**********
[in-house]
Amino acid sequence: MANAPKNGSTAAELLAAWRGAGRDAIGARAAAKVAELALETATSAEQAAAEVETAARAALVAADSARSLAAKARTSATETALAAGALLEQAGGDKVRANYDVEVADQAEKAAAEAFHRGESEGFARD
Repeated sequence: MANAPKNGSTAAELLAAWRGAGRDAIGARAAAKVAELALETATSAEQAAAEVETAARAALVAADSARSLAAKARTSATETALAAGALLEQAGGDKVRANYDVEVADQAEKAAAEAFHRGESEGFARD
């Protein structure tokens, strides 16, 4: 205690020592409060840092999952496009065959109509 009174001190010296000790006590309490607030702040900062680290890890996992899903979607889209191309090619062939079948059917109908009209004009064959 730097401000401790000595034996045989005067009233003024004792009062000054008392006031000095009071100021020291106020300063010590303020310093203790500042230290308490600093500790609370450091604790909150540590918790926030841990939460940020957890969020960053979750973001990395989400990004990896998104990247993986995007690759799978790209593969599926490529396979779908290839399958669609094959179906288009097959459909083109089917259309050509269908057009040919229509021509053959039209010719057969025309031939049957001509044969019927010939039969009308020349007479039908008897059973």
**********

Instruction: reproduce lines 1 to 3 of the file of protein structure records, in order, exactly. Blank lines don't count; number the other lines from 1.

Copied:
[in-house]
Amino acid sequence: MANAPKNGSTAAELLAAWRGAGRDAIGARAAAKVAELALETATSAEQAAAEVETAARAALVAADSARSLAAKARTSATETALAAGALLEQAGGDKVRANYDVEVADQAEKAAAEAFHRGESEGFARD
Repeated sequence: MANAPKNGSTAAELLAAWRGAGRDAIGARAAAKVAELALETATSAEQAAAEVETAARAALVAADSARSLAAKARTSATETALAAGALLEQAGGDKVRANYDVEVADQAEKAAAEAFHRGESEGFARD